Email design

How important is the design of your email? Is a compelling message enough, or do you need to have gorgeous visuals as well? If you’re like a lot of time-strapped business owners, you may not have had the opportunity to do much with your email design. However, adding in some design elements might actually make your emails pack a bigger punch. Why? Because studies show that 90 percent of the information transmitted to our brains is visual. In fact, many marketers and designers believe that color can impact behavior. For example, brands like McDonalds and KFC may use the color red because it is believed to invoke feelings of hunger. Orange is frequently used as an effective call to action, because of its inviting and friendly tone, according to the folks over at 99Designs. So how can you use some of this knowledge to your advantage? Here are four tips to make your emails looks better right away, even if you’re not a designer. Prefer to listen to or watch this blog post? Check out the podcast adaptation of this post below or watch the YouTube video:

1. Choose the right colors

Select colors that reflect your logo and/or brand… but be sure that there’s enough contrast and clarity for your message to display clearly for easy reading. (For example, many people find white letters on a black background difficult to read.) You can also use some of the color psychology we discussed above to select complimentary colors. Check out this chart we created about the emotional impacts of different colors. Tip: If you need help with color schemes, is full of palettes and patterns that can help you create eye-catching designs.

2. Leave some breathing room

Densely packed emails may be hard to digest – especially on mobile devices, where 53 percent of all opens occur. Plus, according to research by the Pew Internet and American Life Project, people’s attentions spans are actually getting shorter – meaning that it may be better to err on the side of too much white space instead of not enough. Leaving extra white space has an additional benefit: it challenges you to keep your message brief and to only include the relevant details. But what if you have a lot to say? Glad you asked …

3. Use text as a design element

Incorporate subheads, bullet points or images to divide text and avoid an email that resembles a legal document. [bctt tweet=”Use subheads, bullet points or images to divide text and avoid an email that resembles a legal document.”] This can also be a great way to make your message scannable. Lots of people choose to scan instead of read. Make sure your most important points are easy to find for the skimmers as well as the readers.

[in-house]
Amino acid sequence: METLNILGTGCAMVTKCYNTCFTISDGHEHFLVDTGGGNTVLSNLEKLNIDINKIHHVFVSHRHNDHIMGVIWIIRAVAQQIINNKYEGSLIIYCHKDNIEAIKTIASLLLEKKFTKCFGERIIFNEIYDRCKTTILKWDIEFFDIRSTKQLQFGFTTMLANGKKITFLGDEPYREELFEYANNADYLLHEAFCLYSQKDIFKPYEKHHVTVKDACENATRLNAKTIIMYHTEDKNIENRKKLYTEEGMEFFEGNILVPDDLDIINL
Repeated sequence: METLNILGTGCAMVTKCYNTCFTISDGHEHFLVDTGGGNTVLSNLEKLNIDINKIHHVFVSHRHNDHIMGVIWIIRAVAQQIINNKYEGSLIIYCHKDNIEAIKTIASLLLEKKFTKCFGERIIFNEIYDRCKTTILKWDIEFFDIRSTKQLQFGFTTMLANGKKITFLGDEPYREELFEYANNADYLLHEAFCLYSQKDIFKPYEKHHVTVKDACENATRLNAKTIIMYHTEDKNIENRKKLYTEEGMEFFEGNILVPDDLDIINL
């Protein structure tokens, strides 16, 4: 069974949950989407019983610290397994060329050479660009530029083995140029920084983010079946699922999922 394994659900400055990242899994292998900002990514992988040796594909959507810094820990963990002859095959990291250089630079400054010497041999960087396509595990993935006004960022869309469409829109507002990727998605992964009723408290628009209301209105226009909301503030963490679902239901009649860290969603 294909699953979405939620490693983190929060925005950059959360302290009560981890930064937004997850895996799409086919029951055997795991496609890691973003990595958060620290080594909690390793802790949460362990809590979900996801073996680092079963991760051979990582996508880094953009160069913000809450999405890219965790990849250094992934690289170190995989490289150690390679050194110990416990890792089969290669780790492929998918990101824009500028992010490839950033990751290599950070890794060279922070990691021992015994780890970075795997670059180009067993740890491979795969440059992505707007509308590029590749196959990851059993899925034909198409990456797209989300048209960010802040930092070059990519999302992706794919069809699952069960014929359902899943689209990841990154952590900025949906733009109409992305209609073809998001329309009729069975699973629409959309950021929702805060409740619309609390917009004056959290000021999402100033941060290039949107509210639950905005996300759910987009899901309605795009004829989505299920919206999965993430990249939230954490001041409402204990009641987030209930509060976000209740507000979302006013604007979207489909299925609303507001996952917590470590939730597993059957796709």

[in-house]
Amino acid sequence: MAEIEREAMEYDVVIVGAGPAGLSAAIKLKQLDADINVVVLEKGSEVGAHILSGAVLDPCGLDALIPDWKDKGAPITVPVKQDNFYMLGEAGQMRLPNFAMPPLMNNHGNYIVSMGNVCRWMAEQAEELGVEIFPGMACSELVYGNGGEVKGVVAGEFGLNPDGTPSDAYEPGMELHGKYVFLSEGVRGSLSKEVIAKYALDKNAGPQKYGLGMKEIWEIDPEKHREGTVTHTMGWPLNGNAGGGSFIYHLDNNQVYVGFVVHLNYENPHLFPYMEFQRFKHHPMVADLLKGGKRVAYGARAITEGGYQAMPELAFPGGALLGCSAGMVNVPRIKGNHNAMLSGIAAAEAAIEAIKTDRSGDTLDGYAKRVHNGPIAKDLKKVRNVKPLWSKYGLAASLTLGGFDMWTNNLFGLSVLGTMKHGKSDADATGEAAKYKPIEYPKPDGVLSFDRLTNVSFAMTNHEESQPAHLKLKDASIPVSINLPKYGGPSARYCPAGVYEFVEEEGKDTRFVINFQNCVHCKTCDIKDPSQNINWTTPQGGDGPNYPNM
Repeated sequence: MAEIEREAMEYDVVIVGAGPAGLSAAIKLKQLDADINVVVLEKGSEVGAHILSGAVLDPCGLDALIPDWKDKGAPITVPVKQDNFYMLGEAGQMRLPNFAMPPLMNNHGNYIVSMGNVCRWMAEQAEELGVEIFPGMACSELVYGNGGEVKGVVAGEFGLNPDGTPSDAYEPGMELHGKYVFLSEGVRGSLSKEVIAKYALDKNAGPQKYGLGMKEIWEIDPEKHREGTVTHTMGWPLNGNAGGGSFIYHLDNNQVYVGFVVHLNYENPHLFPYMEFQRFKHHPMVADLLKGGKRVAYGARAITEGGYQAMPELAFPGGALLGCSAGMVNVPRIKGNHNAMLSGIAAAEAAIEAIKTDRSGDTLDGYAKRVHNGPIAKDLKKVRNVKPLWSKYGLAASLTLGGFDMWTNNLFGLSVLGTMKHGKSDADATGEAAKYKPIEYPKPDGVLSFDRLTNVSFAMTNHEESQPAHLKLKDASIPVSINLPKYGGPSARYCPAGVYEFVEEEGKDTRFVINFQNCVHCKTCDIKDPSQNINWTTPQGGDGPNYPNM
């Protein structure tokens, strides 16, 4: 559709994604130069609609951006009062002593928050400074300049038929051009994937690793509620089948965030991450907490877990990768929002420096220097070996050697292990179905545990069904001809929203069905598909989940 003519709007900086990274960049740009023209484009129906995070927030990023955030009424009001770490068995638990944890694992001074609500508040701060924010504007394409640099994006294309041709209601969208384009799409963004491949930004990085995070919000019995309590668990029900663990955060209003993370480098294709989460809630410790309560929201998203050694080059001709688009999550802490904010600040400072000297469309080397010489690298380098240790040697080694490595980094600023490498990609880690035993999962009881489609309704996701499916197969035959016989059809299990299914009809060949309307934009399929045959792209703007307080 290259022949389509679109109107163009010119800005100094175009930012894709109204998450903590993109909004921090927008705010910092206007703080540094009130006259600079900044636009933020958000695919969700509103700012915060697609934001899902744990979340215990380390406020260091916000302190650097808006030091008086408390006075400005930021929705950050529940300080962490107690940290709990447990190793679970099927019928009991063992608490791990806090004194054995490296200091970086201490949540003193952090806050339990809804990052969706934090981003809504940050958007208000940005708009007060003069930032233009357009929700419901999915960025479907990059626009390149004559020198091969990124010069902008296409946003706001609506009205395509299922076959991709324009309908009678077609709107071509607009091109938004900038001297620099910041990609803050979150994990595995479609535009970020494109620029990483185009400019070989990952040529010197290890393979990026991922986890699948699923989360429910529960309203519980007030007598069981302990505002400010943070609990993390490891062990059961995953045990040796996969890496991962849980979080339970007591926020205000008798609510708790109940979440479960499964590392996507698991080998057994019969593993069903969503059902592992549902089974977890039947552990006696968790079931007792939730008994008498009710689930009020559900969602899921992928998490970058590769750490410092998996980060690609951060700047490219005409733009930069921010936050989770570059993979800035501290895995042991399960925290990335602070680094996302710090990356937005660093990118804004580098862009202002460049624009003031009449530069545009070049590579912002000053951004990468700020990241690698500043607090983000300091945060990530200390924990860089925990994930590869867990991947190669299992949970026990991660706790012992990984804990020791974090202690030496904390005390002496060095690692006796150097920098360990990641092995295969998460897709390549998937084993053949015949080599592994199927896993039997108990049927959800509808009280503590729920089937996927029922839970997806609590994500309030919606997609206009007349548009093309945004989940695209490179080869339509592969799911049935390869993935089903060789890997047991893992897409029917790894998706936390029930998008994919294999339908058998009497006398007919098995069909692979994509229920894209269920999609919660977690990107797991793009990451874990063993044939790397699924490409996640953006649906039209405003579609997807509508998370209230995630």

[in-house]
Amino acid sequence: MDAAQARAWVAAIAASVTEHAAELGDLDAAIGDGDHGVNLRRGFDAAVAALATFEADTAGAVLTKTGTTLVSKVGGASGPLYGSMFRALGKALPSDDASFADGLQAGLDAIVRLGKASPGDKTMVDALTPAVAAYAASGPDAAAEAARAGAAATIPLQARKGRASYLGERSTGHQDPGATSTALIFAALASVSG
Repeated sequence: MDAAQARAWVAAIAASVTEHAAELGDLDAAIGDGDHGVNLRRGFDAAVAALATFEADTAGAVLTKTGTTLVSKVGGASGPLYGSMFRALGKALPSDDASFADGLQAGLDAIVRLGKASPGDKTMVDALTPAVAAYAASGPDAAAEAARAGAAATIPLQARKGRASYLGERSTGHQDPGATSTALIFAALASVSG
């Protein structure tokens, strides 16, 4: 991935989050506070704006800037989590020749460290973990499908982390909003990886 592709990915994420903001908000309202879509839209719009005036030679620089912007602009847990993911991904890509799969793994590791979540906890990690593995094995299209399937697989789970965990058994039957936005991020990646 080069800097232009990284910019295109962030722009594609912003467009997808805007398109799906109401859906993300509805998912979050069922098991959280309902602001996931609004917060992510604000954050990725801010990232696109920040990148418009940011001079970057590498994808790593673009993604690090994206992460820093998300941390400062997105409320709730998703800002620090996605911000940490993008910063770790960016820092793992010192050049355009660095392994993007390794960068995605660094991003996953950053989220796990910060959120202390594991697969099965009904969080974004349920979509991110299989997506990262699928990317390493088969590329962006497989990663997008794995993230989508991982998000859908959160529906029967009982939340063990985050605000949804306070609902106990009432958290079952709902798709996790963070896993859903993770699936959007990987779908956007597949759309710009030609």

4. Don’t overdo it with images

Wait… didn’t I just say images are good? I did. But too many images can make your email load… very… slowly. People are impatient. Don’t give them a reason to delete your email before they’ve read it.

Clean and simple is OK, too

Whether you’re a minimalist or maximumalist in terms of email design (and yes, maximumalist might even be a real word), there’s one thing you can’t skimp on: good grooming. In terms of email, that means no spelling errors, no weird line breaks and no images that convert to non-images when your message is opened. Yes, this might sound obvious, but you’d be surprised at how many emails go out that are hastily edited. Be sure to invest the time to preview your message first – on your computer AND your mobile device. Remember, a gorgeous header will not make up for spelling errors. If you’re using AWeber: To easily check emails before you send, click on the “Preview & Test” button on the upper right-hand side of your screen. Enter your email address and hit “Send Test” to get a test email delivered to your inbox. Don’t forget to view it on your mobile device as well! If you’re not using AWeber: Check out Email on Acid or other email testing tools to preview your design before you send.

Focus on one thing

If you’re new to email marketing, we suggest giving yourself some time for your style to evolve. Focus on having a well-groomed email to start, and then add in additional design elements as you become more comfortable. However, don’t get so caught up in having a great design that you hold off on sending emails. Remember, it’s your message that’s going to engage people. People can’t read the message you don’t send. Want to learn about other tweaks and techniques to up your email game? Check out our Ultimate Guide to Email Marketing for more info.